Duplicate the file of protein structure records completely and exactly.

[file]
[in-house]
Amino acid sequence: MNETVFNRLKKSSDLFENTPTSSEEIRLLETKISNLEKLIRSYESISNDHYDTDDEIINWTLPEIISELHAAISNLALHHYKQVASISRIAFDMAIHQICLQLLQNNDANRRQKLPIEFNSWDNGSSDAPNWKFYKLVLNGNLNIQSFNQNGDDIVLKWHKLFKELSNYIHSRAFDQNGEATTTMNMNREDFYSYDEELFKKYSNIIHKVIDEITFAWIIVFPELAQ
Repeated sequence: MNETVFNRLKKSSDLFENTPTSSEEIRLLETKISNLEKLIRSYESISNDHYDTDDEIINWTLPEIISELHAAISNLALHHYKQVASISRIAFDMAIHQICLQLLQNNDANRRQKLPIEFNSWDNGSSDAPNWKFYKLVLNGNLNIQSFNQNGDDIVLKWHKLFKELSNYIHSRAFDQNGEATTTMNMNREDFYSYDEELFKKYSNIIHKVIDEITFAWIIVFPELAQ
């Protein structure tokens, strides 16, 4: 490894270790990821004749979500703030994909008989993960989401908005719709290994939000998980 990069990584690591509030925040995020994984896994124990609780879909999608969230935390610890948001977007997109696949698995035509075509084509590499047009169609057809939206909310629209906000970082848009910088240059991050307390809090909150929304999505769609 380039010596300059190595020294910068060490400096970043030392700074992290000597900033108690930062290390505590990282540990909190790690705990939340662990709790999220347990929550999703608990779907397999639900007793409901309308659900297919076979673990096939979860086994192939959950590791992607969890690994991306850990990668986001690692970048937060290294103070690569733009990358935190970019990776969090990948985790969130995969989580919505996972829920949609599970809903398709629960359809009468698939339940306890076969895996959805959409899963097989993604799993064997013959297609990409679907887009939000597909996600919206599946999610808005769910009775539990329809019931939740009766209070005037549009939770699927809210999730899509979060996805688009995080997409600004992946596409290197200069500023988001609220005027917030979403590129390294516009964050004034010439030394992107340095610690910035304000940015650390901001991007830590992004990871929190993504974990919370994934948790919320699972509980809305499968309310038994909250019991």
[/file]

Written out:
[in-house]
Amino acid sequence: MNETVFNRLKKSSDLFENTPTSSEEIRLLETKISNLEKLIRSYESISNDHYDTDDEIINWTLPEIISELHAAISNLALHHYKQVASISRIAFDMAIHQICLQLLQNNDANRRQKLPIEFNSWDNGSSDAPNWKFYKLVLNGNLNIQSFNQNGDDIVLKWHKLFKELSNYIHSRAFDQNGEATTTMNMNREDFYSYDEELFKKYSNIIHKVIDEITFAWIIVFPELAQ
Repeated sequence: MNETVFNRLKKSSDLFENTPTSSEEIRLLETKISNLEKLIRSYESISNDHYDTDDEIINWTLPEIISELHAAISNLALHHYKQVASISRIAFDMAIHQICLQLLQNNDANRRQKLPIEFNSWDNGSSDAPNWKFYKLVLNGNLNIQSFNQNGDDIVLKWHKLFKELSNYIHSRAFDQNGEATTTMNMNREDFYSYDEELFKKYSNIIHKVIDEITFAWIIVFPELAQ
């Protein structure tokens, strides 16, 4: 490894270790990821004749979500703030994909008989993960989401908005719709290994939000998980 990069990584690591509030925040995020994984896994124990609780879909999608969230935390610890948001977007997109696949698995035509075509084509590499047009169609057809939206909310629209906000970082848009910088240059991050307390809090909150929304999505769609 380039010596300059190595020294910068060490400096970043030392700074992290000597900033108690930062290390505590990282540990909190790690705990939340662990709790999220347990929550999703608990779907397999639900007793409901309308659900297919076979673990096939979860086994192939959950590791992607969890690994991306850990990668986001690692970048937060290294103070690569733009990358935190970019990776969090990948985790969130995969989580919505996972829920949609599970809903398709629960359809009468698939339940306890076969895996959805959409899963097989993604799993064997013959297609990409679907887009939000597909996600919206599946999610808005769910009775539990329809019931939740009766209070005037549009939770699927809210999730899509979060996805688009995080997409600004992946596409290197200069500023988001609220005027917030979403590129390294516009964050004034010439030394992107340095610690910035304000940015650390901001991007830590992004990871929190993504974990919370994934948790919320699972509980809305499968309310038994909250019991």